This is HUGE and must be shared with all… Many of us have just received the following news from NASW:
“Thank you for everyone’s support this weekend! I wanted to let you know that our bill, AB 2167, the Social Worker Loan Repayment Act, got out of committee on a unanimous vote on Tuesday morning, the day after our lobby day in the Capitol. During the hearing, Assemblymember Fiona Ma remarked that she had been visited by our group on Monday and she was impressed by their knowledge and they convinced her of the need for the bill! Congratulations to everyone for their successful legislative visits and a special shout out to team Ma!
The bill will now move to the Assembly Appropriations Committee and will be heard on April 28th. “
Monday morning, we were up early for our appointments with California Representatives- finally! This year, I had the opportunity to be a Team Leader. Being leader was a such a valuable experience for my personal growth, and it was an honor to guide my future colleagues while doing work that I am so passionate about. Together we met in the office of Assemblymember and Majority Floor Leader Charles Calderon where we had the opportunity to advocate and educate on bills that ultimately affect all of our clientele. Afterward, we met with hundreds of other social workers for a rally on the steps of the Capitol. The more it rained, the louder we chanted- nothing could dim our dedication to social justice.
After the rally we met for lunch as students continued to trickle in and out of the restaurant for appointments, including the final meeting of the day in the Governor’s office. When we finished our meetings, we debriefed on the bus and embarked on our journey home. Alas our work was done in Sacramento, for now…
*Note: I asked Alice Xiao to write a few sentences about an encounter I witnessed between her and a senior on the way to lunch. ..
‘While walking to lunch after the rally, an older man stopped and read the sign I was holding: “Value our Seniors!” He asked, “how much am I worth?” I paused for a second and said, “Do you really want me to put a price on you?” He laughed. “Priceless!” I yelled while we continued on our respective ways.’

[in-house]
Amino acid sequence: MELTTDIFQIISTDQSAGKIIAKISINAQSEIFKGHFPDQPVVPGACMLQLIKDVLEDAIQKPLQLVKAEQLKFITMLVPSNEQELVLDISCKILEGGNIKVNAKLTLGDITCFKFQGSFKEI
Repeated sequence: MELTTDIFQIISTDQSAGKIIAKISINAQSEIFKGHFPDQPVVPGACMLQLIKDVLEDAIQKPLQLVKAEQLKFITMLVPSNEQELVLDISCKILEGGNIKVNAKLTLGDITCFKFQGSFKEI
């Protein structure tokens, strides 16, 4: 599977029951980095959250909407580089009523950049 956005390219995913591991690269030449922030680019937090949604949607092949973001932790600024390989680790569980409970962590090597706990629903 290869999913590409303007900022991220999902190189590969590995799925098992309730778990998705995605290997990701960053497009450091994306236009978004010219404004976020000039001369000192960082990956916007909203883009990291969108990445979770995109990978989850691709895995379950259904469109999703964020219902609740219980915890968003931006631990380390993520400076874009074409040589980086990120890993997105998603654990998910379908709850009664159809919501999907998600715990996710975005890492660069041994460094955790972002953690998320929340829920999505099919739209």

“Every time I have come to the Capitol, a new and different experience develops. If I can try to point out three key events of today’s learning experience, I would choose the following:
1. One can have the assumptions of the representative and how they will vote down our issue. I was wrong. Assemblyman Devore’s staff expressed that they would support the Social Work Loan Forgiveness Legislation, something I did not expect at all. There, I learned that one can still have hope that some change can happen.
2. The building of relationships not only within our program but across schools. Sitting in meetings with other students and professors was a great experience.
3. It could rain or snow on us social workers, but our passion and commitment to social justice will help us stand together and fight until the end.”
“There is something to be said about 1,000 people gathering in the rain and wind in order to fight for change. The signs bleed from the rain, our voices crack from the 100th chant. Our hearts pounding to seal the deal”. But we picket, we chant, we wait…
We cook food and hustle for funds. We role play and research for hours just for a 15-minute slot with the powers that be. We face hostile dialogues, old blood supporters, and even counters who say “yes”, but do nothing. In all of this, I realize a few things. We are here for the clients. We are here for social justice. We are here for the struggle. And we are here to win. And so help us… we’ll be back.”
“I think I was starting to feel apathetic about politics, and I would say many others are at this time. This experience gave me more of an idea of what we can do to influence our politicians, and that it is possible! A lot of us were nervous about speaking to legislators, but once we got through it, I think many of us came away more confident and inspired to get to know our legislators and build relationships with them.”